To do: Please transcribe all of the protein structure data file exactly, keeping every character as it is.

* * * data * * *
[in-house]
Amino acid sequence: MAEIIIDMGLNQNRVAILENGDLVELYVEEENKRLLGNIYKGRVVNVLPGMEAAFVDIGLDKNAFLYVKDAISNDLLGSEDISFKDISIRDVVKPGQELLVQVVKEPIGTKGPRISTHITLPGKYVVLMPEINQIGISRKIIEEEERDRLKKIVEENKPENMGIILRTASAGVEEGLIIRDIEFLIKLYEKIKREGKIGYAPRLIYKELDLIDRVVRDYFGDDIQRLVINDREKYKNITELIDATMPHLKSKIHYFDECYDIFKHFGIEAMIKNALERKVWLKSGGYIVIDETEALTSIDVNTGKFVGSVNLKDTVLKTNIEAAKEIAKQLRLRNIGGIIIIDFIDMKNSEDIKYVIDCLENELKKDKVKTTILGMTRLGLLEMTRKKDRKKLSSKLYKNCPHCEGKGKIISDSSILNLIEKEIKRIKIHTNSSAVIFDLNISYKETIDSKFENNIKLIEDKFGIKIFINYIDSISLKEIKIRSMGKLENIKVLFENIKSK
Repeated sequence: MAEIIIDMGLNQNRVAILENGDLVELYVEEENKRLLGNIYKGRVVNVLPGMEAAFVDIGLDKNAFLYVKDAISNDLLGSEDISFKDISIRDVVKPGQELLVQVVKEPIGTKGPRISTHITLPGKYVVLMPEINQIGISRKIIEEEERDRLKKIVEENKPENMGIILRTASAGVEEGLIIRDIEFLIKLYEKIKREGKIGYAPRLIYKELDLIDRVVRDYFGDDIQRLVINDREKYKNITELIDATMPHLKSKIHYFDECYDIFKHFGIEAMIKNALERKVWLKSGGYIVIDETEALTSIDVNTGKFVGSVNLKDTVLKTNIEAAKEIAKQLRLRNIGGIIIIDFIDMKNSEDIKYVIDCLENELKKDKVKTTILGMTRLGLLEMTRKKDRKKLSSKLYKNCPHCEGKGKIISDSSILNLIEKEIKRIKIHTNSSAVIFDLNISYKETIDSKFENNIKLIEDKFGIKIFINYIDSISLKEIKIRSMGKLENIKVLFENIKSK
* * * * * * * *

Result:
[in-house]
Amino acid sequence: MAEIIIDMGLNQNRVAILENGDLVELYVEEENKRLLGNIYKGRVVNVLPGMEAAFVDIGLDKNAFLYVKDAISNDLLGSEDISFKDISIRDVVKPGQELLVQVVKEPIGTKGPRISTHITLPGKYVVLMPEINQIGISRKIIEEEERDRLKKIVEENKPENMGIILRTASAGVEEGLIIRDIEFLIKLYEKIKREGKIGYAPRLIYKELDLIDRVVRDYFGDDIQRLVINDREKYKNITELIDATMPHLKSKIHYFDECYDIFKHFGIEAMIKNALERKVWLKSGGYIVIDETEALTSIDVNTGKFVGSVNLKDTVLKTNIEAAKEIAKQLRLRNIGGIIIIDFIDMKNSEDIKYVIDCLENELKKDKVKTTILGMTRLGLLEMTRKKDRKKLSSKLYKNCPHCEGKGKIISDSSILNLIEKEIKRIKIHTNSSAVIFDLNISYKETIDSKFENNIKLIEDKFGIKIFINYIDSISLKEIKIRSMGKLENIKVLFENIKSK
Repeated sequence: MAEIIIDMGLNQNRVAILENGDLVELYVEEENKRLLGNIYKGRVVNVLPGMEAAFVDIGLDKNAFLYVKDAISNDLLGSEDISFKDISIRDVVKPGQELLVQVVKEPIGTKGPRISTHITLPGKYVVLMPEINQIGISRKIIEEEERDRLKKIVEENKPENMGIILRTASAGVEEGLIIRDIEFLIKLYEKIKREGKIGYAPRLIYKELDLIDRVVRDYFGDDIQRLVINDREKYKNITELIDATMPHLKSKIHYFDECYDIFKHFGIEAMIKNALERKVWLKSGGYIVIDETEALTSIDVNTGKFVGSVNLKDTVLKTNIEAAKEIAKQLRLRNIGGIIIIDFIDMKNSEDIKYVIDCLENELKKDKVKTTILGMTRLGLLEMTRKKDRKKLSSKLYKNCPHCEGKGKIISDSSILNLIEKEIKRIKIHTNSSAVIFDLNISYKETIDSKFENNIKLIEDKFGIKIFINYIDSISLKEIKIRSMGKLENIKVLFENIKSK